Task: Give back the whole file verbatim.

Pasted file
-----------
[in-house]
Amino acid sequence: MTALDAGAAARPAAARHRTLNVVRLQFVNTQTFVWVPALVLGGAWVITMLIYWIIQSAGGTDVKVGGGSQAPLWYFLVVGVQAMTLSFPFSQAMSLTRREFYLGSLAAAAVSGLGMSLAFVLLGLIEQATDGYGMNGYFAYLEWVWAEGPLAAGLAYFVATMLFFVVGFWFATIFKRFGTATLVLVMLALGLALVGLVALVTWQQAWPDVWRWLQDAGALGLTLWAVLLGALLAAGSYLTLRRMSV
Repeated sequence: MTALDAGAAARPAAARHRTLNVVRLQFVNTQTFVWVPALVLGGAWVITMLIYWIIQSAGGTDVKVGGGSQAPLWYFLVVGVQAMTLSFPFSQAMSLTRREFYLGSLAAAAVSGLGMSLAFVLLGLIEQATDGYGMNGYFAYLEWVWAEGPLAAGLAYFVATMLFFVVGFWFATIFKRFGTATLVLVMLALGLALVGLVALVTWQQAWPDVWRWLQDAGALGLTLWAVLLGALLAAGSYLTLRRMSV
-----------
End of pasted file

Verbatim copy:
[in-house]
Amino acid sequence: MTALDAGAAARPAAARHRTLNVVRLQFVNTQTFVWVPALVLGGAWVITMLIYWIIQSAGGTDVKVGGGSQAPLWYFLVVGVQAMTLSFPFSQAMSLTRREFYLGSLAAAAVSGLGMSLAFVLLGLIEQATDGYGMNGYFAYLEWVWAEGPLAAGLAYFVATMLFFVVGFWFATIFKRFGTATLVLVMLALGLALVGLVALVTWQQAWPDVWRWLQDAGALGLTLWAVLLGALLAAGSYLTLRRMSV
Repeated sequence: MTALDAGAAARPAAARHRTLNVVRLQFVNTQTFVWVPALVLGGAWVITMLIYWIIQSAGGTDVKVGGGSQAPLWYFLVVGVQAMTLSFPFSQAMSLTRREFYLGSLAAAAVSGLGMSLAFVLLGLIEQATDGYGMNGYFAYLEWVWAEGPLAAGLAYFVATMLFFVVGFWFATIFKRFGTATLVLVMLALGLALVGLVALVTWQQAWPDVWRWLQDAGALGLTLWAVLLGALLAAGSYLTLRRMSV